Tech Focus: A1s’ Favorite Mics — Why They Like Them, How They Use ’Em
In their own words, audio engineers on their tool of choice
A boy and his dog. Homer and his doughnuts. An A1 and his or her favorite microphones. All duos made in heaven — or, in the last case, over many years of critical listening and clever problem-solving of the challenges that come with capturing sound for broadcast sports. In the first of a recurring feature, three A1s tell tales of their preferred transducers and why they love them.
The ‘Fox Mod’
Ten-time nominee and winner of four Technical Team Emmy Awards, including for 2020 Golf on CBS and the 1991 X-Games, A1 Phil Adler has mixed for the NFL, NHL, MLB, and the NBA:
When I mixed the NHL for ESPN and Fox Sports, I was part of the team that chose the Crown PCC for ice (effects) mics, some time around 1996-97. Originally developed for the theater, they were new. Most mixers at the time were using some variation of a lavaliere taped to the glass and maybe some shotguns overhead. The Crown PCC got clarity and detail like no other mic — an absolute game-changer, and they’ve since become the standard. Fox liked the result so much they ordered about 30 of them. It became known as “The Fox modification.” Should have been “The Adler modification.” Oh, well…
Now I have a few mics I like better than what the trucks carry: Telefunken M80 handheld mics for on camera and some “vintage” Audio-Technica 825 stereo mics for crowd sound.
PS: When the Colorado Avalanche management tore my mics down off the glass before a Stanley Cup playoff game, I asked Crown to develop a clear base for my mics to make them “stealthy”: put them on the glass with clear tape, and they practically disappear.
Use What You Have
Broadcast A1 Jeri Palumbo has worked on the NFL, NBA, MLB, NHL, NASCAR, Super Bowl, World Series, Stanley Cups, and esports in immersive surround and has served on the RF coordination committee for the NBA All-Stars and annually for the Rose Bowl:
While almost everything I do when it comes to domestic broadcast sports is the usual cookie-cutter mics and placements that almost everyone uses, there are times when you need to get creative with what you have, especially if your gear supply or options are extremely limited. At a smaller Duke University football game years ago, I used almost all field effects down the camera CCUs (no submix); it was a very small truck, and we didn’t have a lot of mics or options. I used the old workhorse Sennheiser hypercardoid MKH816s on end-zone cameras along with one MKH816 on the near handheld. The tight as well as distance throw of the MKH816’s enabled me to capture deep into the end zone and cross-field ambiance from the handheld, and the end-zone mics doubled as my field-goal–kick mics as well. (Yes, it worked!) Since we had only one working lav, I used the common EV635’s in the two near parabs so they would match; the remaining three MKH416’s that were available went to the booth hard cam and any remaining upper cameras to cross-catch audience/ambient crowd. I filled in the crowd from the booth instead with two SM58’s (yes, dynamic vocal mics!). While the norm is to use a 416 or similar for crowd ambience from the booth, the 416’s with their ability for capturing distance while having great feedback ambient rejection served me better outside the booth than in. The SM58 cardioids mixed in with the other 416’s from high cameras gave the illusion of a big, fat, rowdy crowd without singling out that one screaming fan. The show had a solid, robust sound without its being obvious [that] many elements were missing. Sometimes having less pushes one to think more outside of the box for solutions.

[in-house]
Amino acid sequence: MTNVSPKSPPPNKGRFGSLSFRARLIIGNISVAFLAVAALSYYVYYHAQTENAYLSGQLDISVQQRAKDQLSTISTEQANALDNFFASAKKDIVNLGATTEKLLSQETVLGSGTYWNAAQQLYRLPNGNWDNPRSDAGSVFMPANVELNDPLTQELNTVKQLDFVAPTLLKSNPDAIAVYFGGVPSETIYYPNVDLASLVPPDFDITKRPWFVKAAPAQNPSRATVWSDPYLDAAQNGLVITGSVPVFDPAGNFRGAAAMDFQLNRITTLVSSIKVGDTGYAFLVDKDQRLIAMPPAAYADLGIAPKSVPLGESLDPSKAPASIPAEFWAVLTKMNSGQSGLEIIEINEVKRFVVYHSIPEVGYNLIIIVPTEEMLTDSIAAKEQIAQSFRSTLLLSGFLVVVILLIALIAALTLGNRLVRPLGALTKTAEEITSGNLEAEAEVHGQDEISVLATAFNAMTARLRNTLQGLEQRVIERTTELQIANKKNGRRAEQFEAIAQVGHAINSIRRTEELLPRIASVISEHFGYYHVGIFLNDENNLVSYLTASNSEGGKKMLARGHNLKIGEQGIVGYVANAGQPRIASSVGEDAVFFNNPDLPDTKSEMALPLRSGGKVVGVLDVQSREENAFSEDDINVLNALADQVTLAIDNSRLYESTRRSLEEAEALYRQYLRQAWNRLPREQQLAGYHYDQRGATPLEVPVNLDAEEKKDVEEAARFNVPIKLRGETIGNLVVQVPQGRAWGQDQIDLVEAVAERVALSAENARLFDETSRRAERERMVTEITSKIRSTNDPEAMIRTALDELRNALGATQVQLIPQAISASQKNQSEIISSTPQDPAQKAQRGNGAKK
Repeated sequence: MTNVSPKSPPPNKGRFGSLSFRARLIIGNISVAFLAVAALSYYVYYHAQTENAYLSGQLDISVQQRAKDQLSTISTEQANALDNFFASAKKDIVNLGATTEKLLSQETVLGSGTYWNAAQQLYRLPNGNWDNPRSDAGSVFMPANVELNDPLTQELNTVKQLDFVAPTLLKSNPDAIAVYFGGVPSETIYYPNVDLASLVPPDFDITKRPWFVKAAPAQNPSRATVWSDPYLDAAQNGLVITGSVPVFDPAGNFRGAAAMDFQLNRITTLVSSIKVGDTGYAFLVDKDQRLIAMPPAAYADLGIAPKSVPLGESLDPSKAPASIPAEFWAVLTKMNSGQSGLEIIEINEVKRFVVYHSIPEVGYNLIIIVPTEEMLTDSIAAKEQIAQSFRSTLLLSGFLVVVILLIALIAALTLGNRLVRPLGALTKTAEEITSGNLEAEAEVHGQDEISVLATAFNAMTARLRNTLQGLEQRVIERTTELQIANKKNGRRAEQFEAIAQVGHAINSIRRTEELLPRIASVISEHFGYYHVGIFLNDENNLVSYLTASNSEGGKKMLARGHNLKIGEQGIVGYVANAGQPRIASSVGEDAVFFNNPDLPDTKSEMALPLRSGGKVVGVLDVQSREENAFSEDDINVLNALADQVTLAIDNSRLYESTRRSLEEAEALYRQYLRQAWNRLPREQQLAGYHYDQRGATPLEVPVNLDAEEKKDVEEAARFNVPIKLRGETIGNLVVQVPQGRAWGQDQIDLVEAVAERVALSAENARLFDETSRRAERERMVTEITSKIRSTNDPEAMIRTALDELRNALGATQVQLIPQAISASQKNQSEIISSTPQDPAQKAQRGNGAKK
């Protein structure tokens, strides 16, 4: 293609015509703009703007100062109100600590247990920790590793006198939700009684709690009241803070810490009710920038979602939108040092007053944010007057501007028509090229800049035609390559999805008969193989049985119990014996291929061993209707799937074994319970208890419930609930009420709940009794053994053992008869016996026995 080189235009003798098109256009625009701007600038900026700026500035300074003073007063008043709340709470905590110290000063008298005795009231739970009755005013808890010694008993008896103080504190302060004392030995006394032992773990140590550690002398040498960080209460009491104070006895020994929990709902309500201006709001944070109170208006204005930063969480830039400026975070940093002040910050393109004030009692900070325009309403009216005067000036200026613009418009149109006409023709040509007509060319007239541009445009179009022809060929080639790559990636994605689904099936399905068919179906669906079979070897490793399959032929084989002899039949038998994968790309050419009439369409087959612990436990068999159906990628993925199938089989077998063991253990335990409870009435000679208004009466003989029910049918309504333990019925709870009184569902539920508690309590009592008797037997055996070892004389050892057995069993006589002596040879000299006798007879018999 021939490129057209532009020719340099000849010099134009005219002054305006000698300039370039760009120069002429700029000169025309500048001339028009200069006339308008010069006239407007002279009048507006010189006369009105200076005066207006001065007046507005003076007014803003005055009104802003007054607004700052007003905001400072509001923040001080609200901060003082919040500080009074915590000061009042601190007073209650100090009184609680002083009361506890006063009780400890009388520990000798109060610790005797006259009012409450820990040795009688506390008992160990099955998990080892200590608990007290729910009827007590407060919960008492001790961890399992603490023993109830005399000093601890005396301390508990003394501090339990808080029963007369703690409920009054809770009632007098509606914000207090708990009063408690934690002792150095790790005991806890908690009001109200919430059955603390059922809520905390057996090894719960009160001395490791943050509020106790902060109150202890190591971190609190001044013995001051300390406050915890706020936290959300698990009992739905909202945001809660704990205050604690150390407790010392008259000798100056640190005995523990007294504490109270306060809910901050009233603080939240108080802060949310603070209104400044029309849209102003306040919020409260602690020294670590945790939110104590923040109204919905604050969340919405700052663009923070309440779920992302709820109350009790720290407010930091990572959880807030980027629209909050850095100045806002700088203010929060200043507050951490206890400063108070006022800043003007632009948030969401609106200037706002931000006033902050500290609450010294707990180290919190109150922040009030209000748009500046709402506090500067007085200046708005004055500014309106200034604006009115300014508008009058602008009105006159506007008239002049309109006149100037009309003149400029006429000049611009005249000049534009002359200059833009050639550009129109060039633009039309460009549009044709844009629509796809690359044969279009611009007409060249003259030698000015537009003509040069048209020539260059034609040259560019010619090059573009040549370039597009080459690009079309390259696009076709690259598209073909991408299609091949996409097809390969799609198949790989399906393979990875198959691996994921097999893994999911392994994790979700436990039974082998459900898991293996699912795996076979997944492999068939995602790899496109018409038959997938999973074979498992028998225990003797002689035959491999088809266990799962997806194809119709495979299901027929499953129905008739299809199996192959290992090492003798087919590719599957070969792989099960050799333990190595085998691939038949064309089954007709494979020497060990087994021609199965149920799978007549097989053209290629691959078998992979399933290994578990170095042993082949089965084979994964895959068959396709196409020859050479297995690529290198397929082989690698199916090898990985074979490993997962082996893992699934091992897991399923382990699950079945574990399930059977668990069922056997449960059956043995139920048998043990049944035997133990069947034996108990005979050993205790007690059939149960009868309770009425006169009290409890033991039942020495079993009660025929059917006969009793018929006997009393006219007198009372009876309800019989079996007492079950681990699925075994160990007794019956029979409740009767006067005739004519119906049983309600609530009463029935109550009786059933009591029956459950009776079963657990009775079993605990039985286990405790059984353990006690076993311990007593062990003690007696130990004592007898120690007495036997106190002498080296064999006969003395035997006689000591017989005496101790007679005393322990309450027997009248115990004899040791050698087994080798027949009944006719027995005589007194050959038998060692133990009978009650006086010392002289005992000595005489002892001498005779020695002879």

Flexibility Is the Plus
Joe Carpenter is the senior audio mixer for Fox Sports and A1 for the MLB Network’s Showcase games:
My favorite is the Sennheiser 418 ST. I love the way it responds whether it’s in close proximity or from a distance. I use them on handheld cameras and MōVI’s for Major League Baseball.
Sometimes it sounds so good, it might be the only effects mic I have open! It’s set up as a mid-side mic rather than as a stereo X-Y, and the side capsule has two condensers in it. I think it was the first MS condenser where it actually converted it to MS in the capsule.
I love how you can manipulate the image spread afterwards on the console. It’s especially great now that we’re using Megalodon cameras, where the operators go from extreme close to extreme far away. I love the way that mic reacts and the way it handles sound pressure. I use it now on almost every sport, especially with baseball because they let those cameras go out on the field. When a guy hits a home run, the camera will go out and meet him at third base and take him all the way past the home plate into the dugout. Sometimes, I’ll drop everything else out, and it’ll be the only mic open on the air and it just carries the shot.